6 Ways to Engineer Public-Employee Engagement
Less than a third of government workers feel connected to their jobs. Improving that statistic should be a top priority.
Here's a troubling statistic: According to the latest Gallup report on state and local government workers' engagement, a median of only 29 percent of them are engaged at work. What's worse, 17 percent of public workers are "actively disengaged." Those employees are "busy acting out their unhappiness," in Gallup's words, undermining the accomplishments of their engaged co-workers.
Some disengaged employees leave. The real problem is the ones who stay. Many of them are mentally leaving their workplaces long before they exit the building for good. These quit-and-stay employees are particularly toxic. Their negative attitudes and poor work habits are highly contagious, resulting too often in customer frustration and anger, poor quality of services and decreased team performance. Cells of disengaged workers can create a cancerous effect on the overall health of an organization.
Employee engagement should be a top priority for public-sector executives who, by failing to build trust and develop their employees, are contributing to the problem. Having a high-performing workforce is fundamental to performance and organizational viability. An engaged workforce can increase innovation, productivity and overall performance. A disengaged workforce can be counted on to undermine those goals.
A variety of researchers have explored the issue of worker engagement, and while they have approached it in somewhat different ways, nearly all agree on a few key elements: The more engaged an employee is, the more proactive he or she is likely to be when approaching a task, willing to go the extra mile when serving a customer, creative in problem-solving, open to taking ownership over his or her job, likely to explore root causes when things go wrong, and encouraged to think strategically.
Clearly, while high employee engagement doesn't guarantee high organizational performance, there is a strong linkage. Here are six actions an organization's leader can take to improve employee engagement:
Hire the right people and place them in the right jobs/roles. The entire recruiting process is an opportunity to engage with future employees. Make sure to include in job ads the reasons the position exists, the desired qualities of the ideal candidate ("an adventurer who embraces change and wants to make a difference," perhaps), and what the organization's mission is ("to improve the quality of life for our residents and build a strong, vibrant community"). A candidate who believes in an organization's mission and the importance of the position being sought is more likely to become engaged.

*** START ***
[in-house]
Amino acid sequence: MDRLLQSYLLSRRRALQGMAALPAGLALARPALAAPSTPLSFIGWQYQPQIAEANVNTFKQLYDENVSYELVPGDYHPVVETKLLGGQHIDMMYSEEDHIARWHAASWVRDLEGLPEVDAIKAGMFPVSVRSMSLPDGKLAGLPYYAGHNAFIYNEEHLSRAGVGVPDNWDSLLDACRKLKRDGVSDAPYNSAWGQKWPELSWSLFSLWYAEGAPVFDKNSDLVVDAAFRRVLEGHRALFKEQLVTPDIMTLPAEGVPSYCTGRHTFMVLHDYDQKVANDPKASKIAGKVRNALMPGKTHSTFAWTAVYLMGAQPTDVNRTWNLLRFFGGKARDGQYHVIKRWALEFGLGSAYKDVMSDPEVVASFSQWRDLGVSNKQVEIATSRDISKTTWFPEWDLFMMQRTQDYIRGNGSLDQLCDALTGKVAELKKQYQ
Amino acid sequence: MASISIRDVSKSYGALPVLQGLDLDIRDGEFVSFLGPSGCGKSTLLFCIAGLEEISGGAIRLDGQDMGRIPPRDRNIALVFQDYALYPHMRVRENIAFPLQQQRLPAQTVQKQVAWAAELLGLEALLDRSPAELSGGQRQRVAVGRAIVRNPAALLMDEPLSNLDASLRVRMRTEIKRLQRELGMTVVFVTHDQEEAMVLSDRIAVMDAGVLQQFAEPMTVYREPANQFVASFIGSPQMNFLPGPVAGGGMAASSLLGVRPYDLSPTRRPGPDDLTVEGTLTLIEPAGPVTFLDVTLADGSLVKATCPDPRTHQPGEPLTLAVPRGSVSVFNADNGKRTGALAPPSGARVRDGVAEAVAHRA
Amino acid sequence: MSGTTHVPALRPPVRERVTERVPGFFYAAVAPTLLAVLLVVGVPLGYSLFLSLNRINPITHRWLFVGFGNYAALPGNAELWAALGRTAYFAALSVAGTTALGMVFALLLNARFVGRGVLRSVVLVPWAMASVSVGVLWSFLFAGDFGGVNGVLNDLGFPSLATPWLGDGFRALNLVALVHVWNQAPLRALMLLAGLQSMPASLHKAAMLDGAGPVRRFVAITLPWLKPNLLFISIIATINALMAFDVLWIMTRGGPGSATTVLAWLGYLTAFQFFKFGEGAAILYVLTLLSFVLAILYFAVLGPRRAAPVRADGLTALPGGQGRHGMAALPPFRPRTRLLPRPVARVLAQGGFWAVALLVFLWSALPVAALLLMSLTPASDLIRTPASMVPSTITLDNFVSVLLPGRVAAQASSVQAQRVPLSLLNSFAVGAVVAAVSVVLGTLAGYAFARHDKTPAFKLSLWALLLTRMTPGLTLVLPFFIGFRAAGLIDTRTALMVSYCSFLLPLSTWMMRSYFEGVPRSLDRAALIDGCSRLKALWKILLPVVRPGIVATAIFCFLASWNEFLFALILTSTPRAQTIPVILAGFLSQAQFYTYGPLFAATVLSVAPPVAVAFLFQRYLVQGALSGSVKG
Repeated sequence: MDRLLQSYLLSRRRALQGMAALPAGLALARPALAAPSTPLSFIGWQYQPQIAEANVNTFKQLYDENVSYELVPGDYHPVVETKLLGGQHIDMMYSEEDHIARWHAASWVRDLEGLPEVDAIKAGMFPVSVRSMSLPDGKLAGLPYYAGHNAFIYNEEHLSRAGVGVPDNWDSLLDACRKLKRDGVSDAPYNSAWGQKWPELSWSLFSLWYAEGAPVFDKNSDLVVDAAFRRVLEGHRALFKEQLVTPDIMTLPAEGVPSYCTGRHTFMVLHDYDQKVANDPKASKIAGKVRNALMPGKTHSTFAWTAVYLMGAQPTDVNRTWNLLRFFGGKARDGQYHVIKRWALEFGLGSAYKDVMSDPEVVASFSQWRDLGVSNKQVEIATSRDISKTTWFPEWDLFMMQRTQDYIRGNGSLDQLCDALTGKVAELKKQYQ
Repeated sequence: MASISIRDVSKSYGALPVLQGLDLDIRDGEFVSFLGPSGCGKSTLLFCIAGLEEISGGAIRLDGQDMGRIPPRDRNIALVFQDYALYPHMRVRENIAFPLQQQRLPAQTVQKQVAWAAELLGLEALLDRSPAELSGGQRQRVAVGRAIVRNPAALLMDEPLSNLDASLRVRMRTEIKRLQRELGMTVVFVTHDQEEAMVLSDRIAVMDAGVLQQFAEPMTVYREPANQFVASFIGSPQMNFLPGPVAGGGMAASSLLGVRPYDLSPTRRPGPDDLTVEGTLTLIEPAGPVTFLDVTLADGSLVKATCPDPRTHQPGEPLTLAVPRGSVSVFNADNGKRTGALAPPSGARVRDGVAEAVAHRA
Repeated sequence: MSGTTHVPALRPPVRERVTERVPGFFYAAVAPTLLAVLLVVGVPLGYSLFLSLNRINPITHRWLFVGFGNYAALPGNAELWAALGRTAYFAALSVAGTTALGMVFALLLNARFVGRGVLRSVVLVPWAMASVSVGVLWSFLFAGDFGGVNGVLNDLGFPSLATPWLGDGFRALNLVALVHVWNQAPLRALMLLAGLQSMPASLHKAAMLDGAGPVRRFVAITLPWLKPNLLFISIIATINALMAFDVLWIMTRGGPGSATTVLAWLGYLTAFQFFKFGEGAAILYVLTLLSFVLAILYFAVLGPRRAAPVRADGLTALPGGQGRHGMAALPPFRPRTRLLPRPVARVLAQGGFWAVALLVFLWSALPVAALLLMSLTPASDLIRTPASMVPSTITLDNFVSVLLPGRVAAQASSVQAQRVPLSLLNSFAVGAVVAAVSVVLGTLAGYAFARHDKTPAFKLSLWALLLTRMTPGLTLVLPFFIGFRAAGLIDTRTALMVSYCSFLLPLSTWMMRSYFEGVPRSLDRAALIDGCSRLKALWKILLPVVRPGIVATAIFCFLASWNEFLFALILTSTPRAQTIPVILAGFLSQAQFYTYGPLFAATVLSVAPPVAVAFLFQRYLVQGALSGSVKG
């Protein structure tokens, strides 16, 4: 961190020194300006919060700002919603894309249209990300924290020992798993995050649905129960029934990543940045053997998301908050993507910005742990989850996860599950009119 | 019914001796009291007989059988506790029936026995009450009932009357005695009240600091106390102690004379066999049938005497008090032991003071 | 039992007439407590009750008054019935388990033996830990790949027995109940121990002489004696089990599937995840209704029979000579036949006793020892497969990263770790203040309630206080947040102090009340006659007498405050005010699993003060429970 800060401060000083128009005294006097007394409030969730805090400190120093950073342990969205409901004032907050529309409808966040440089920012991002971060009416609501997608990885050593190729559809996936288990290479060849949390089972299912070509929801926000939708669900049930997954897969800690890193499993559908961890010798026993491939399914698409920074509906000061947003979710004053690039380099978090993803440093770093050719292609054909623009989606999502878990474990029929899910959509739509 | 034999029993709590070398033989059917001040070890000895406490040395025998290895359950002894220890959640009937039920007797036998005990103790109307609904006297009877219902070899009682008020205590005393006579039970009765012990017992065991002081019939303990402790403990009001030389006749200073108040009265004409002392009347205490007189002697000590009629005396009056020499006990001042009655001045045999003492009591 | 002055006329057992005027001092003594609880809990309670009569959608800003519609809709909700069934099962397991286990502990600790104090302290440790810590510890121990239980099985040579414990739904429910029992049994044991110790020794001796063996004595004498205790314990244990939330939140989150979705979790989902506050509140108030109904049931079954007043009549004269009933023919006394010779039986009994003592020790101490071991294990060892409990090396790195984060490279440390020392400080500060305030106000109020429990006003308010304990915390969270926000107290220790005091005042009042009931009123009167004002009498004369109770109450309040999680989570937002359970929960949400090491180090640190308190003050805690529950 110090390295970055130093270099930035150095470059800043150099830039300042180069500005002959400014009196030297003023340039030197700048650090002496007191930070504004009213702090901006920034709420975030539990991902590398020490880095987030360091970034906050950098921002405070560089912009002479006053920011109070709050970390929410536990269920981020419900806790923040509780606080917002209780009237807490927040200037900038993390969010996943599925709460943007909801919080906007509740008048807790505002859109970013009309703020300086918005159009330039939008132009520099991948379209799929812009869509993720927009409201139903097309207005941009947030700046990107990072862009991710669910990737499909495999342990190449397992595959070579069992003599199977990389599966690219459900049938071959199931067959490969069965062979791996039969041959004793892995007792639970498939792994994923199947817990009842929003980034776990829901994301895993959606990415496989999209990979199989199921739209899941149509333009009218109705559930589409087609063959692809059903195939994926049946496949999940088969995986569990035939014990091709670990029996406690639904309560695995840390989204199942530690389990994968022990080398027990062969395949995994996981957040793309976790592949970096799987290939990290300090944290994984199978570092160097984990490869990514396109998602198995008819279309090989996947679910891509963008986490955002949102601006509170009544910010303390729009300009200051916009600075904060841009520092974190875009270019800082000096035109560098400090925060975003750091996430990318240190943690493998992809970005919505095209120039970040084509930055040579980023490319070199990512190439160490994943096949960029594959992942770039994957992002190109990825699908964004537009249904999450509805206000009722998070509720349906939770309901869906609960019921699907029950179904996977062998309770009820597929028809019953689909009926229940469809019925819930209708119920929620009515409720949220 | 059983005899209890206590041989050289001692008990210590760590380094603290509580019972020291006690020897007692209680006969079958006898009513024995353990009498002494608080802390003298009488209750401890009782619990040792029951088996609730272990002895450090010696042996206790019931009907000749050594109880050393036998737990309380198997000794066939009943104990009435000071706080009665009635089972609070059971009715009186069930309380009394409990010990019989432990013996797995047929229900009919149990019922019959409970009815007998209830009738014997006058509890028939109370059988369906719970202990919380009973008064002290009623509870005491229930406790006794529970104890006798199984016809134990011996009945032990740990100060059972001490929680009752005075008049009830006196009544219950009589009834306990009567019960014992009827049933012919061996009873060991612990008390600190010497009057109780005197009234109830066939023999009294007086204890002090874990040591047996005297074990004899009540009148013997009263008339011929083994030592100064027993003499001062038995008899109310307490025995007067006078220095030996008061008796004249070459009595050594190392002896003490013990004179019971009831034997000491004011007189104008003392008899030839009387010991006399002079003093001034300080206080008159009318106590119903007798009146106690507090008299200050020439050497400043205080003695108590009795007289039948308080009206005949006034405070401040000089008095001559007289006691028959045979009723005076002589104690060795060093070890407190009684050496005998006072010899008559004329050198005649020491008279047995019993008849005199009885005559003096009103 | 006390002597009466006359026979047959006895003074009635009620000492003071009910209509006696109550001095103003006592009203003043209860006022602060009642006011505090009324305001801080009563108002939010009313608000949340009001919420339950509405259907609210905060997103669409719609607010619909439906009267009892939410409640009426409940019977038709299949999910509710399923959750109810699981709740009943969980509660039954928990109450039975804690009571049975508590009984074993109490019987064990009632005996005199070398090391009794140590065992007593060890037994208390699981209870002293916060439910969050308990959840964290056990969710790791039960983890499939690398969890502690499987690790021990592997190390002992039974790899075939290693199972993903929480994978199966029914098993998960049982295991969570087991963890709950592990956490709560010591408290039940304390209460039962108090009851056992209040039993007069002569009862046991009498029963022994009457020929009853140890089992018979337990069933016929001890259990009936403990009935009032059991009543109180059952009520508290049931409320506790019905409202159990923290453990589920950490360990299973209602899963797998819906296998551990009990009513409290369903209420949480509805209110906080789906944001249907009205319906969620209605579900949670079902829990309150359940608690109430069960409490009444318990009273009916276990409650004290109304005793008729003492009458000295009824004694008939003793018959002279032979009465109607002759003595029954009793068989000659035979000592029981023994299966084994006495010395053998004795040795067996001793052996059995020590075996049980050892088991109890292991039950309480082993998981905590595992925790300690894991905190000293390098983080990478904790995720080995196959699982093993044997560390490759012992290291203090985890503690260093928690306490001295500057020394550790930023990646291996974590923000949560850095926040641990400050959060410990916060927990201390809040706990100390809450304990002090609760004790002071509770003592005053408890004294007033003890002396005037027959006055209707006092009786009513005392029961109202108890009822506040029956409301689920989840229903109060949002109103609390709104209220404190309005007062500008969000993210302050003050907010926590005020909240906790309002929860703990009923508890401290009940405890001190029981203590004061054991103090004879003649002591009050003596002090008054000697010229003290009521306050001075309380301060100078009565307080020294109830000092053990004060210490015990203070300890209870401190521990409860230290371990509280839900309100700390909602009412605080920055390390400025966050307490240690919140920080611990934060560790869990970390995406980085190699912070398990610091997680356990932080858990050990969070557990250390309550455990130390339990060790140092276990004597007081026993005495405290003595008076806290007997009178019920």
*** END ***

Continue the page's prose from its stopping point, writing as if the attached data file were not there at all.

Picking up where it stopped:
Provide a strategic framework for people's work. When employees know the context and overarching purpose of their work, they tend to approach it with a clearer sense of purpose and meaning. Research shows that a clear line of sight between an employee's work and the organization's strategic objectives is a driver of positive behavior.
Utilize an effective performance management/appraisal system. The process for setting goals, providing meaningful and timely feedback, and holding employees accountable is essential. There's no substitute for a well designed and well executed performance management process.
Ensure that executives, managers and supervisors are credible. Leaders need to be perceived as caring about their people's success, seeking to understand each person's strengths and providing employees with every opportunity to use those strengths. Great managers empower their employees by creating and sustaining a trusting working partnership.
Create and cultivate a culture of personal responsibility. In some ways, a job and an employer are like a car. People who don't treat their careers like a rental car but instead like their own vehicle are more engaged in their work and believe that they are responsible for their own success. Creating a sense of personal efficacy is crucial to a fully engaged workforce.
Support continued personal development. More than helping employees build the skills they need to do their jobs and increase their promotability, it also communicates the organization's values and its belief in a worker's potential.
Nurturing employee engagement should be woven into managers' own performance expectations, and they need to be able to execute on those expectations. It won't be easy to get that 29 percent statistic up to where it ought to be, but the payoff in performance will be worth the effort. Disengaged employees stay for what they get from the organization. Engaged workers stay for what they can give.
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